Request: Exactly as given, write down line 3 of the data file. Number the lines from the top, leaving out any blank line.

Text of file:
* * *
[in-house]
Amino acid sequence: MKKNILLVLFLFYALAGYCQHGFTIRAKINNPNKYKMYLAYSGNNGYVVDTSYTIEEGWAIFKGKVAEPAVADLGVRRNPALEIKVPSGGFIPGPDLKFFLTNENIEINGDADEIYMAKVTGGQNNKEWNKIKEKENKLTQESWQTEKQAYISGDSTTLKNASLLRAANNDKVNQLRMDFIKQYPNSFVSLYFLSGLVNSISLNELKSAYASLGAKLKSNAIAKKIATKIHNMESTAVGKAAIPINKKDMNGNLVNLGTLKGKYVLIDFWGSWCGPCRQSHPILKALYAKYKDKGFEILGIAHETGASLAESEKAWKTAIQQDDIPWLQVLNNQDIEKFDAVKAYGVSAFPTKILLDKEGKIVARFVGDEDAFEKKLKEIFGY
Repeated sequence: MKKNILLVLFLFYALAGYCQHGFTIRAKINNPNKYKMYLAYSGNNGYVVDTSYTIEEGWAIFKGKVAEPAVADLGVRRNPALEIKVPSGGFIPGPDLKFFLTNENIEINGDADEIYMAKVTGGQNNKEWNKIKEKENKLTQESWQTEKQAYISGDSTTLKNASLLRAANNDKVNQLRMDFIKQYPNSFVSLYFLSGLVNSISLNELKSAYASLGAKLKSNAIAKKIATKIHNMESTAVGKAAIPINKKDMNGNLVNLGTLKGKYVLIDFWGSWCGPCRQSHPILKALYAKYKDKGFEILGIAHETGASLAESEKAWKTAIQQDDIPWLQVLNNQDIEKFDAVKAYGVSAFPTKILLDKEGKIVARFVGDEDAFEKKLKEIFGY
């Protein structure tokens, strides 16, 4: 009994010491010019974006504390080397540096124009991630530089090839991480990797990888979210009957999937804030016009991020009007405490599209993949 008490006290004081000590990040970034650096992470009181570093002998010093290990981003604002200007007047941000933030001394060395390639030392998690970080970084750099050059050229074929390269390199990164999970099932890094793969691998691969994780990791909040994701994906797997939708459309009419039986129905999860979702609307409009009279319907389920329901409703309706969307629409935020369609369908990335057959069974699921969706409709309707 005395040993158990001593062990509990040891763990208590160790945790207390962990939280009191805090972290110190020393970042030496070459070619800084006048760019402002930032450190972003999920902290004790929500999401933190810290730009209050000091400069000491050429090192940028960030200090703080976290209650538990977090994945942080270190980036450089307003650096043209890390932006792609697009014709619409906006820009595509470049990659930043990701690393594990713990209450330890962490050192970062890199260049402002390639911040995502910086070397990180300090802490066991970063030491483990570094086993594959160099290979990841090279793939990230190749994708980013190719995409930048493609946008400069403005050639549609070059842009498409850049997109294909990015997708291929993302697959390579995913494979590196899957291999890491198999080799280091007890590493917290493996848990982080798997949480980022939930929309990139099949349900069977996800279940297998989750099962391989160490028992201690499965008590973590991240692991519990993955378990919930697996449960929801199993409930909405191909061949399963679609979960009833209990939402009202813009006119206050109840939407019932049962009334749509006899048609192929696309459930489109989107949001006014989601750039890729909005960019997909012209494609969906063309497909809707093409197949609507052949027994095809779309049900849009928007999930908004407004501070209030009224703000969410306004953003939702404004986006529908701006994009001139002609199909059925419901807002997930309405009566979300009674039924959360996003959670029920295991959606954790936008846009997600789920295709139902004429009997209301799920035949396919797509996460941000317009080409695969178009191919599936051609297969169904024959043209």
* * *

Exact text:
Repeated sequence: MKKNILLVLFLFYALAGYCQHGFTIRAKINNPNKYKMYLAYSGNNGYVVDTSYTIEEGWAIFKGKVAEPAVADLGVRRNPALEIKVPSGGFIPGPDLKFFLTNENIEINGDADEIYMAKVTGGQNNKEWNKIKEKENKLTQESWQTEKQAYISGDSTTLKNASLLRAANNDKVNQLRMDFIKQYPNSFVSLYFLSGLVNSISLNELKSAYASLGAKLKSNAIAKKIATKIHNMESTAVGKAAIPINKKDMNGNLVNLGTLKGKYVLIDFWGSWCGPCRQSHPILKALYAKYKDKGFEILGIAHETGASLAESEKAWKTAIQQDDIPWLQVLNNQDIEKFDAVKAYGVSAFPTKILLDKEGKIVARFVGDEDAFEKKLKEIFGY